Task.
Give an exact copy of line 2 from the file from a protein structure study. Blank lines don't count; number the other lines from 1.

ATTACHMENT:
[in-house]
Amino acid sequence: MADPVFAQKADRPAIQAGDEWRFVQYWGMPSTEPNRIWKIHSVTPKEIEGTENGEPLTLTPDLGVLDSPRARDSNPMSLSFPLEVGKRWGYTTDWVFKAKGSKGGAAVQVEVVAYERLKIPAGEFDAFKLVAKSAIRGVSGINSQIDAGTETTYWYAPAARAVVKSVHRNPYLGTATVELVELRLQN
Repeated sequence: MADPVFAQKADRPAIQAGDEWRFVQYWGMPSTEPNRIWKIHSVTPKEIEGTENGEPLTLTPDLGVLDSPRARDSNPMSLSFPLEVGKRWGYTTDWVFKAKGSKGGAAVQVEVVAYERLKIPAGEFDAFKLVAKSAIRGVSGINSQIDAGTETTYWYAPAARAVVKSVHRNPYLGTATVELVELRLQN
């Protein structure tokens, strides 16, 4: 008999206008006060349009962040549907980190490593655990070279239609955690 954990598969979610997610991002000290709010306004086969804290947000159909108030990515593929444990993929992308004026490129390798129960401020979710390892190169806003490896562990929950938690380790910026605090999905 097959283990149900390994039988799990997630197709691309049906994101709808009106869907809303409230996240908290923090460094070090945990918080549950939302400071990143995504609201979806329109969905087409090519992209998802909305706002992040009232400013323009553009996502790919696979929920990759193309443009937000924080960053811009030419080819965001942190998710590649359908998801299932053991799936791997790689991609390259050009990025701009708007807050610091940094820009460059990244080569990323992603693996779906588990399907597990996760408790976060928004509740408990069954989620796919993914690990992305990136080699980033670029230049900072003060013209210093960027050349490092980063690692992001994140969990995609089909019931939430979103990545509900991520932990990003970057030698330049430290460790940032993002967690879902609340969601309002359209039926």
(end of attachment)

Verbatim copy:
Amino acid sequence: MADPVFAQKADRPAIQAGDEWRFVQYWGMPSTEPNRIWKIHSVTPKEIEGTENGEPLTLTPDLGVLDSPRARDSNPMSLSFPLEVGKRWGYTTDWVFKAKGSKGGAAVQVEVVAYERLKIPAGEFDAFKLVAKSAIRGVSGINSQIDAGTETTYWYAPAARAVVKSVHRNPYLGTATVELVELRLQN